Romeo and Juliet (1968)

*. One of the things I come back to a lot while writing these notes is how movies date. What also dates is the way we talk about them.
*. At the time, Franco Zeffirelli’s Romeo and Juliet was seen as being a part of the counterculture. The young leads (Leonard Whiting was 17 and Olivia Hussey 15) were a part of this, but more than that, as Roger Ebert writes, “The movie opened in the tumultuous year of 1968, a time of political upheaval around the world, and somehow the story of the star-crossed lovers caught the mood of rebellious young people who had wearied of their elders’ wars.” And so when, in her contemporary review, Pauline Kael describes John McEnery “as a freaked-out Mercutio,” this is where she’s coming from. Do we still describe people as freaked-out today?
*. I begin with all this because I doubt many people view this movie with any historical perspective. The Summer of Love and Swinging London are so far behind us now that the ’60s zeitgeist no longer means anything to most of us. And so we just see the youths of Verona as typical young men hanging about downtown when there’s nothing better to do. In much the same way, even Baz Luhrmann’s MTV-style Romeo + Juliet is probably unidentifiable as such to younger audiences today, who can’t remember (as the saying goes) when there was music on MTV. I suspect Luhrmann may be incomprehensible twenty years from now.
*. When Zeffirelli died in 2019 his obits highlighted this film as his signature work, what Ebert called “the magical high point of his career.” Less was said about his directing the Richard Burton-Elizabeth Taylor Taming of the Shrew just the year before, or the Mel Gibson Hamlet a couple of decades later. But I’m not sure this is better than either of those movies.

*. One of the things Zeffirelli claimed he learned from making The Taming of the Shrew was that, when it came to Shakespeare’s lines, less would be more. I’ve heard that only about 35% of Romeo and Juliet is included here. Which is fine. You pretty much have to cut a lot out of Shakespeare to bring him to screen (though Kenneth Branagh would prove that even a full-text Hamlet is possible). What I have more trouble with in the process of adaptation is the rearrangement of scenes (which Zeffirelli went crazy with in Hamlet) and lines (as he does here).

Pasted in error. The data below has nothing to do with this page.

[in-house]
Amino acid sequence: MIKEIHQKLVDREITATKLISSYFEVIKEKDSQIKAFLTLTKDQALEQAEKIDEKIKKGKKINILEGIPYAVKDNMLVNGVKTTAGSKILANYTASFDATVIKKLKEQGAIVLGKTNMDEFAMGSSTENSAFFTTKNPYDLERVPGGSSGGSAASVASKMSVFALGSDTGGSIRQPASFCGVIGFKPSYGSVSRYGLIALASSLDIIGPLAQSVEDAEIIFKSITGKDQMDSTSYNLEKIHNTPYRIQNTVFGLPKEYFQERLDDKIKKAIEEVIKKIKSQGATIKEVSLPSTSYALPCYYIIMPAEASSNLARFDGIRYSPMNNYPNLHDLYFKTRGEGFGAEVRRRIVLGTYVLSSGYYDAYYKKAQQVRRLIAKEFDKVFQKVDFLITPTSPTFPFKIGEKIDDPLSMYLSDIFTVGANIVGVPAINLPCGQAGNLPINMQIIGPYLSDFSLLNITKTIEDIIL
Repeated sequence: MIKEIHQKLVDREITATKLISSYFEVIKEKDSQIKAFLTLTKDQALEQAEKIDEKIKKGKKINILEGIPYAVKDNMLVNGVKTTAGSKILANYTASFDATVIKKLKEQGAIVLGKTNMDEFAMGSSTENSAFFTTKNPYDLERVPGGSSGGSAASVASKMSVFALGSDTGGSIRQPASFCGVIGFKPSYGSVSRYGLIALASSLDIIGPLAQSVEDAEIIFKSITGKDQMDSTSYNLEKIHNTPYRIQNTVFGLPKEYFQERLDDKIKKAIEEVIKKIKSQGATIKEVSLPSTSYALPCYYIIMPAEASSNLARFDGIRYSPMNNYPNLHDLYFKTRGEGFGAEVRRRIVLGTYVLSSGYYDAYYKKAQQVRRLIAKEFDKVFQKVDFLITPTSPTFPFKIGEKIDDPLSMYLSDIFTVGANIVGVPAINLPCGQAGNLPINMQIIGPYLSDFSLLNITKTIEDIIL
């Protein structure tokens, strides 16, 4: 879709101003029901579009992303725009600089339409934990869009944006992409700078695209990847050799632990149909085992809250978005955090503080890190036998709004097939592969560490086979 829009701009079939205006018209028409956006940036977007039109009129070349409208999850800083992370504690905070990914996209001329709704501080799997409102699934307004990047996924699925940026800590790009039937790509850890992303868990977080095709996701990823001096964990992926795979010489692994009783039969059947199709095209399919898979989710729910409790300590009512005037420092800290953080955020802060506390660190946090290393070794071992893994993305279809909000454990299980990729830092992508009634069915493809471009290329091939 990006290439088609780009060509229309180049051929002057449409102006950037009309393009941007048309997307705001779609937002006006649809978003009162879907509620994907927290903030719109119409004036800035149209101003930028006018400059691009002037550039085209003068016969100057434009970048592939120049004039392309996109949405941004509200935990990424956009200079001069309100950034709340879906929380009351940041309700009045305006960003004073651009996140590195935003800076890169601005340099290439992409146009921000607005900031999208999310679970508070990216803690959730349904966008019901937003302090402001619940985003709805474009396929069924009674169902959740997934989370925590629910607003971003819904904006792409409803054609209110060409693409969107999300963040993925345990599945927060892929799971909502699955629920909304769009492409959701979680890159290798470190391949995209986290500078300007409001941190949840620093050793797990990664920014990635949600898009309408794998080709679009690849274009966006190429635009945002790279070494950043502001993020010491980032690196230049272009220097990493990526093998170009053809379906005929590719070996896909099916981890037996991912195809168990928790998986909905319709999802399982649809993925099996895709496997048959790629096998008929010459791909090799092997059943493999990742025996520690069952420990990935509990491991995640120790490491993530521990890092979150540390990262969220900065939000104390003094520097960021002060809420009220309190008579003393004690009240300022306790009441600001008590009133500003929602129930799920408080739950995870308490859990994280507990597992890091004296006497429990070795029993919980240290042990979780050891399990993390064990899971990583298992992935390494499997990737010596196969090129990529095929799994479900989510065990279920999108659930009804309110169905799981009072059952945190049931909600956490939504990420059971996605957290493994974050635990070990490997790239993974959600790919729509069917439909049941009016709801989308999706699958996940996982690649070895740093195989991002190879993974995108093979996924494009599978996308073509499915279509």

*. The balcony scene offers a good example. It begins with Romeo first catching sight of Juliet and declaring “But soft, what light from yonder window breaks? / It is the east and Juliet is the sun!” I would have thought this was easily comprehensible, especially in 1968. Plus it’s a famous line and you’d expect a good part of the audience to know it. But here the second line jumps us ahead in the text to the flaccid “It is my lady, O it is my love!” This sounds awful.
*. But as with any decent production you’re also reminded at times of lines that never stood out to you before. I like Juliet’s look of shock when Romeo asks if she’ll leave him on the balcony unsatisfied. “What satisfaction canst thou have tonight?” she asks. I’d never thought about what “satisfaction” might mean in that way before, but I guess it’s obvious. Also, Capulet’s ill-tempered shushing of the Nurse — “Utter your gravity o’er a gossip’s bowl” — had never registered with me before. But it’s a great put-down
*. Unfortunately, those are among the few highlights of what’s left of the text. This is where the film really breaks down. I like the location shooting, the laced codpieces, all the running about (though not the swordfights). I also think, with the exception of Pat Heywood’s nurse, that the cast are a good collection of Renaissance faces (Heywood gives a fine performance, but she looks out of place). And while Whiting and Hussey are young, they at least look the part. Hussey in particular has a moist earnestness. But then they open their mouths.
*. Kael: “Heard in isolated fragments, the lines just seem a funny way of talking that is hard to understand.” True, and also true: “The lines are unintelligible because the actors’ faces and bodies aren’t in tune with the words.”
*. The problem here, or so I’ve heard, is that because of the noise of the camera being used the dialogue was all recorded post. It looks and sounds dubbed because it was. Well, you may say, that’s the way a lot of movies are made. Welles’s Othello, for example, was all dubbed. To which I can only respond by saying that Welles’s Othello didn’t make me feel like I was watching a cheap giallo.
*. Still, it could have been worse. If you were of my generation this movie may have been among your first introductions to Shakespeare, as they used it a lot in high school. And it’s not a bad introduction in some ways. It’s boisterous and full of action. The idea of having kids playing kids was the hook, and we were kids watching kids playing kids. So for that reason alone it will probably always have a place in my memory. Maybe not a magical one, but stuck in my head now for the duration.